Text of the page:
On trivializing freedom

WHAT is real? In the United States we are asked to look at a television series, ``Amerika,'' and imagine that Americans have handed over to fictitious Russians the democratic freedoms that Americans fought a revolution, a civil war, numerous civil rights wars, and continuous other legal and personal battles to ensure. As if to mock the fiction, the Miss America pageant goes on amid a controversy over whether contestants should parade in real furs or fake. Meanwhile, in Moscow with a ``c,'' Mikhail Gorbachev stages a ``peace pageant'' of his own, to which Gregory Peck and Kris Kristofferson were invited. We are finding it hard to discern whether dissident Iosif Begun has been released or is still detained - much as outsiders are straining to perceive whether the release of 140 other detainees, the publishing of long-banned books, and other signs of ``freedom'' within the Soviet Union are real or imagined.

In Washington, again, the latest reports in the Iran scandal are of a dark side to Project Democracy, the undertaking President Reagan announced in London during his first European tour in 1982. Project Democracy was advertised as a kind of free-enterprise foreign policy effort, with older democracies supposedly leading the way in by fostering free institutions like the press, political parties, and universities. Billionaires were invited to support it. Unfortunately, the undertaking apparently soon acquired a secret side - a covert network of communications, emissaries, arms suppliers, and transportation facilities, under the direction of the National Security Council's former employee Oliver North. Such an operation, designed to circumvent the established foreign policy apparatus with its legislative and judicial review, mocks the true meaning of democracy. What fantasy land must officials and their colleagues inhabit when they determine that a democracy's tasks are too urgent to be decided openly and left to the elected representatives of the people?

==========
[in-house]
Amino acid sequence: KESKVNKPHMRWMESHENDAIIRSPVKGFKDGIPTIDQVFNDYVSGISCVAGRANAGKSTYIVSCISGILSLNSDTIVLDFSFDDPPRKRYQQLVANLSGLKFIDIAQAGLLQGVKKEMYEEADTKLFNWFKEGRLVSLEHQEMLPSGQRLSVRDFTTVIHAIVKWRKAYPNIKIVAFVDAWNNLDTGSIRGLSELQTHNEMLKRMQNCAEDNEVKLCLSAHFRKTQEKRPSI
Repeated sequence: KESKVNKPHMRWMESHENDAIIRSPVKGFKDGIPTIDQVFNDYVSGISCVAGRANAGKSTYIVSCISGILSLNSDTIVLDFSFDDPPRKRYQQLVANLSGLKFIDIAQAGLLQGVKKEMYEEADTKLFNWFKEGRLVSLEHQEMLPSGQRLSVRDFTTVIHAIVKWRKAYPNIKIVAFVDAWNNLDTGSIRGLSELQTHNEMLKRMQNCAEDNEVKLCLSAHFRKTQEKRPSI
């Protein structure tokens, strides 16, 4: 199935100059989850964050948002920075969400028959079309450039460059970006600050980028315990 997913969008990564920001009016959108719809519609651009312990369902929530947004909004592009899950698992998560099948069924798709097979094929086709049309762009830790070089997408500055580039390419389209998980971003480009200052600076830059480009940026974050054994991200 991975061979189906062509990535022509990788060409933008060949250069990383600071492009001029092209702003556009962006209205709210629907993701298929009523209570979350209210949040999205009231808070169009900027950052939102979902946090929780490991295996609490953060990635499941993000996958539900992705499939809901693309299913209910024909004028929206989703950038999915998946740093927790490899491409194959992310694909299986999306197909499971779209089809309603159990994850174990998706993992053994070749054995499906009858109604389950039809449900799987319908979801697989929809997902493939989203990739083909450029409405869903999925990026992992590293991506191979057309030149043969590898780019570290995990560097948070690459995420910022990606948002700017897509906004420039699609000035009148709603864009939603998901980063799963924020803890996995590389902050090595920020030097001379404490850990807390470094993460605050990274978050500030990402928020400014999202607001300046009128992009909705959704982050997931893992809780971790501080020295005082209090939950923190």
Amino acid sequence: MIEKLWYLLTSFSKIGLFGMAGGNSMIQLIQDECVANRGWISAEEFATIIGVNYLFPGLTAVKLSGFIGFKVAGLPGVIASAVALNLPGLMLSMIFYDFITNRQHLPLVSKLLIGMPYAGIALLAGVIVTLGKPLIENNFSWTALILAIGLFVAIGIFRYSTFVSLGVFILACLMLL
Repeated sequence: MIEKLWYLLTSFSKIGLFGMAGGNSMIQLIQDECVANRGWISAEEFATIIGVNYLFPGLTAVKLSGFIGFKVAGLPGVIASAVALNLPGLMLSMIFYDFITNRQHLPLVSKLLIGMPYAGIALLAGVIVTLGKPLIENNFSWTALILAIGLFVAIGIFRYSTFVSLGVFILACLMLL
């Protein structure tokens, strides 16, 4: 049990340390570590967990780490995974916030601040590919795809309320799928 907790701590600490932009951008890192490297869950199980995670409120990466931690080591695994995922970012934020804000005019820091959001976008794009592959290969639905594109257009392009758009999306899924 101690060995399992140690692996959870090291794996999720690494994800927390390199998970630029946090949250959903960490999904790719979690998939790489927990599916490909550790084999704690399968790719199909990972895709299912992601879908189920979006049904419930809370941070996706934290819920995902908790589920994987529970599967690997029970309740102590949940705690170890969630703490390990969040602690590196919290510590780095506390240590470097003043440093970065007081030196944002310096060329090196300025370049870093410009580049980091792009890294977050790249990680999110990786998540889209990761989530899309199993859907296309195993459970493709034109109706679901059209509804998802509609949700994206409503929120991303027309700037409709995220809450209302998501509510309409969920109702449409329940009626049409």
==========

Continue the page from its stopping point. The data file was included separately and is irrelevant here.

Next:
Another irony: Today marks the 40th anniversary of the first Voice of America broadcast to the Soviet Union. The Voice seems like an almost quaint institution, now that television satellites bring Moscow and Washington spokesmen together for instant discussion or confrontation. Yet the Voice has played a long and useful role in reporting on world affairs. The daily Voice dispatches, heard by millions of Soviet citizens, help build a foundation for democratic freedom there by broadcasting an independent view of world affairs.

Times change. Mr. Gorbachev can see that the Soviet Union needs to release some of the creativity of the Soviet intelligentsia, its scientists and managers, if his state is ever to meet its economic and cultural goals. With every inch of freedom comes the risk of greater expectations, which if not realized can lead to bitterness and dissent. Given the strains within the Soviet system and the history of repeated repressions, the West should be cautious in expecting either too much or too little of Gorbachev's glasnost. When he contends that peace with the West is requisite for his freedom experiment to succeed, he is probably right. He may be about to give up on the Reagan administration, which wants to reinterpret the ABM Treaty to permit ``star wars'' deployment.

In Washington, the Reagan administration's credibility comes under daily review. Does it mean what it says about democratic idealism, or is it secretly and willfully pursuing a separate agenda?

Freedom is a process that West and East cannot afford to trivialize.

Yesterday's editorial ``On trivializing freedom'' referred to the ``Miss America'' pageant. It should have read ``Miss USA.''

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